Friday, 24 July 2015

Announcing UbuContest 2015

Have you read the news already?

Canonical, the Ubucon Germany 2015 team, and the UbuContest 2015 team, are happy to announce the first UbuContest! Contestants from all over the world have until September 18, 2015 to build and publish their apps and scopes using the Ubuntu SDK and Ubuntu platform. The competion has already started, so register your competition entry today! You don’t have to create a new project, submit what you have and improve it over the next two months.

Saturday, 18 July 2015

Theme Translations and Language Packs are Coming to

Theme Translations and Language Packs are Coming to will soon support translations and language packs for themes hosted in the official directory. In Matt Mullenweg’s Q&A at WordCamp Europe 2015, he emphasized the importance of having better language support for themes and plugins and identified this as a high priority for continued improvements to

Today the WordPress meta team announced that theme translations will soon be available on at Within the next few days or weeks, all active themes (those updated within the last two years) will have their strings imported.

“This will involve importing ~1500 themes, which, combined, have about 315,000 total strings,” Sam Sidler said in the announcement. “After duplicates, the number drops to only 80,000 unique strings.”

The most exciting change is that themes hosted on will soon be able to take advantage of language packs. Theme authors will have the option to remove translations from their zip file in favor of allowing to deliver the language packs, resulting in smaller download sizes.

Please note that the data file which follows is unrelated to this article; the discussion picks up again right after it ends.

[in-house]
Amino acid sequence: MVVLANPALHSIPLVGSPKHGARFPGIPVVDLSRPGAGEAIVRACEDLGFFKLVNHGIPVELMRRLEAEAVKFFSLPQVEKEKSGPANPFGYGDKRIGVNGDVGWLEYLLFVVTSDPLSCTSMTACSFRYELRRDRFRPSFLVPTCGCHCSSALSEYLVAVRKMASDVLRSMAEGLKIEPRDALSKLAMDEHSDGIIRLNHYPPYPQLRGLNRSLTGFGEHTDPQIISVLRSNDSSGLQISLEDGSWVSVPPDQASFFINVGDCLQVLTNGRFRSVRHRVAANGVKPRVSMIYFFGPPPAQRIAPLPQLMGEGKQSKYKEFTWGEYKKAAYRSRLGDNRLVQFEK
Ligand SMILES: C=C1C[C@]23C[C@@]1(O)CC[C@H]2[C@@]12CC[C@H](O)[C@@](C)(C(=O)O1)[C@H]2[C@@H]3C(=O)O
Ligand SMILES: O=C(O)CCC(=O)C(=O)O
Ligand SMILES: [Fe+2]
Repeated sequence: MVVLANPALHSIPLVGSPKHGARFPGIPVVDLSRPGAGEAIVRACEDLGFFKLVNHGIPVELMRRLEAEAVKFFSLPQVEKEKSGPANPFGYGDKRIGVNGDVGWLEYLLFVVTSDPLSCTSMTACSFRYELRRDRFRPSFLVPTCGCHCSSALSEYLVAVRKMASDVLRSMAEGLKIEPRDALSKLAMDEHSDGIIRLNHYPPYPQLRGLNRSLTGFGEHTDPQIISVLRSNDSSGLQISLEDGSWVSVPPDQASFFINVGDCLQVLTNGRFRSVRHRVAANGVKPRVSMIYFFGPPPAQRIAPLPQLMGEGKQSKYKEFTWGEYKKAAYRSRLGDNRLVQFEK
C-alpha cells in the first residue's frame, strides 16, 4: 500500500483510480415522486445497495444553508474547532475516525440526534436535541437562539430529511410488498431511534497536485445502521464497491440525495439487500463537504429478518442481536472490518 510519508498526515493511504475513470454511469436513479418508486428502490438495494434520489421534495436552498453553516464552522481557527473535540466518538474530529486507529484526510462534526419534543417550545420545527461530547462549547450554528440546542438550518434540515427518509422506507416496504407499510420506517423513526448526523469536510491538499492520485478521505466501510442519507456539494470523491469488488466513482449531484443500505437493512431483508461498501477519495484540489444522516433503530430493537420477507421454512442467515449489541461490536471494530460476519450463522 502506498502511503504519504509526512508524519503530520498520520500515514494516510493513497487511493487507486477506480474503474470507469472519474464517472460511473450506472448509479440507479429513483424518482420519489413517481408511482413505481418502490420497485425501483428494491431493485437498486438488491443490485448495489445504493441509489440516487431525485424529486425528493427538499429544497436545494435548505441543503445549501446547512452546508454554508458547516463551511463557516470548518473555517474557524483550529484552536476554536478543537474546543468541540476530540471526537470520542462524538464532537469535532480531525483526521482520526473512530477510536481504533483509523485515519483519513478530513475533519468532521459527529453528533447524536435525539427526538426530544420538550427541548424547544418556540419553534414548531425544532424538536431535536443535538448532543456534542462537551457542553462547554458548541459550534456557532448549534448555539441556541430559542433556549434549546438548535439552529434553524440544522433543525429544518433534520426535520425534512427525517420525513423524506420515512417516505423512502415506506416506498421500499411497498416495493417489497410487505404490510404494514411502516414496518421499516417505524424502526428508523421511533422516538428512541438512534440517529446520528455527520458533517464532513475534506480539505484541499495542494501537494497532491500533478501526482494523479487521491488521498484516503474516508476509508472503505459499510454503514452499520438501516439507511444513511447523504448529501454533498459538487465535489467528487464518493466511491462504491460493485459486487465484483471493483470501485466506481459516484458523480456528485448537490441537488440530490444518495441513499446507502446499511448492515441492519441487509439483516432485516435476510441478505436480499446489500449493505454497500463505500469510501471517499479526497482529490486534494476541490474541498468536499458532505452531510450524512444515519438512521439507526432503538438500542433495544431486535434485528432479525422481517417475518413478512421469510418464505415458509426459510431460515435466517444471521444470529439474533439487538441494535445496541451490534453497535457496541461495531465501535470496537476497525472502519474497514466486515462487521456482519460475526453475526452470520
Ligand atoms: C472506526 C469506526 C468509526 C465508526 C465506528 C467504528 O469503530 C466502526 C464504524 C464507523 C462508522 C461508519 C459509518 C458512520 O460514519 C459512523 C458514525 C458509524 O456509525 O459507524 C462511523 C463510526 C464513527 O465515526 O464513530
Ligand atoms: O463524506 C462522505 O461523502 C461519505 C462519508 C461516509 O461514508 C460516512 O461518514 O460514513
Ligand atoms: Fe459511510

“Eventually, we also plan to give priority to localized themes in localized directories; e.g., someone searching the Romanian theme directory will see Romanian themes prioritized over English-only themes,” Sidler said.

Thursday, 16 July 2015

Domain SEO Service Registration Corp. - Domain Registration Scam

Unfortunately, there are still people out there, like Domain SEO Service Registration Corp., who feel that they can get away with offering “search engine submission and registration” services. 

Because this mail is NOT send from my Service Provider, this email is not wanted and therefore considered as unsolicited SPAM!

Take a look at what this “Domain SEO Service Registration Corp.” company is sending out, via email:

Sunday, 12 July 2015

Intel Compute Stick now comes with Ubuntu

The Intel® Compute Stick now comes in more flavours, with the announcement that an Ubuntu version (Intel product number STCK1A8LFC) will be available globally via major online and retail stockists. This new Ubuntu-based version of the Intel Compute Stick is expected to be priced at around $110 USD and will go on sale next week.

Thursday, 9 July 2015

Project Honey Pot

Stop Spam Harvesters, Join Project Honey Pot
Project Honey Pot will not end spam, but it has lots of potential. It could put many spammers out of business by providing the data necessary to catch them. It could raise the barrier of entry and lower the profits of the spam business, persuading would-be spammers that it's not worth the trouble. And it could prod legitimate marketers to act more responsibly and send e-mail only to those who verifiably have agreed to receive their pitches.

Project Honey Pot is the first and only distributed system for identifying spammers and the spambots they use to scrape addresses from your website. Using the Project Honey Pot system you can install addresses that are custom-tagged to the time and IP address of a visitor to your site. If one of these addresses begins receiving email we not only can tell that the messages are spam, but also the exact moment when the address was harvested and the IP address that gathered it.
At its core, Project Honey Pot is a collection of people from around the world working together to track email harvesters and help stop spam.

Saturday, 4 July 2015

Flipmailer - Flipora and more ....

It started with an email from I guy I know and have worked with from time to time but never been particularly close to. Let’s call him Bob.

Not visible in the image above – the From line in the message indicated Bob’s email address where the sender’s name usually goes, followed by an email address – <>, suggesting this wasn’t really from Bob at all. And it claimed that Bob “would like to add me as a friend”. What sort of friend? It’s not a Facebook message. A “Flipmailer” friend? What’s that?